Immediate implants refer to placement of implants at the same time as extraction. This approach is successful and predictable, ONLY if performed in carefully selected sites. When considering an immediate implant or discussing it with a patient, you may follow these guidelines.
Most predictable sites
- Immediate implants are most predictable when placed in single rooted teeth.
- Potentially suitable sites include the incisors, canines, and some premolars.
- They should be avoided in the molars due to increased complications and failure.
Health of the surrounding bone
- The bone surrounding the extracted tooth which will support the implant must be intact with no major bone loss or defects.
- If there is a bony defect, it is best to graft the site to restore the bone, and place the implant at a later time.
- There should be no infection or pus present. Placement of implants in an infected site risks high failure rates and improper healing.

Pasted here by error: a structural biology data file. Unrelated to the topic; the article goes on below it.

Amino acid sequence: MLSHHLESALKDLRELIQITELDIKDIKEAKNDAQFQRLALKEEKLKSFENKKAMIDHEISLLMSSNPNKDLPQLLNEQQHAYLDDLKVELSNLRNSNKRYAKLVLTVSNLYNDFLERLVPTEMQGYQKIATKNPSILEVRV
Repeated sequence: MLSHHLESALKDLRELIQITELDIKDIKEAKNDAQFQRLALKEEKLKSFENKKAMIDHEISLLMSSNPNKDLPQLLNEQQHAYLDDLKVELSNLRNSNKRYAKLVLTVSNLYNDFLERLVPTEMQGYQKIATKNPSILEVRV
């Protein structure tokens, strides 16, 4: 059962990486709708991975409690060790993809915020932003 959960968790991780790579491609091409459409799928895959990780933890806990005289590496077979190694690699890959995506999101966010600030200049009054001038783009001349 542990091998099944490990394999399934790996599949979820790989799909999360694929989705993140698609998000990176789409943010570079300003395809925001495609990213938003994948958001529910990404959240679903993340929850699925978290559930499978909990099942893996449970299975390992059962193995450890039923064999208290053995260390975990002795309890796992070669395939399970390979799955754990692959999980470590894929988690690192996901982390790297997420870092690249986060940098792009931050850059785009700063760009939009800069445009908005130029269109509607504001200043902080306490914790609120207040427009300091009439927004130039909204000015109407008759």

Implant and extraction site relationship
- The diameter of the extracted tooth should be relatively smaller than the implant being used. This is important, because proper implant healing requires direct contact between the implant and bone.
- Primary stability is vital for success.
- If there is no primary stability, and the implant is mobile in the extracted site, it will fail.
Consider immediate implants…
- In single rooted teeth.
- If there is no infection.
- If adequate bone is present.
- If an implant can be placed with good stability.
Avoid immediate implants…
- In molar sites.
- In the presence of infection.
- If significant bone is missing.
- If the implant cannot be held tightly in the bone due to wide diameter of the extracted tooth.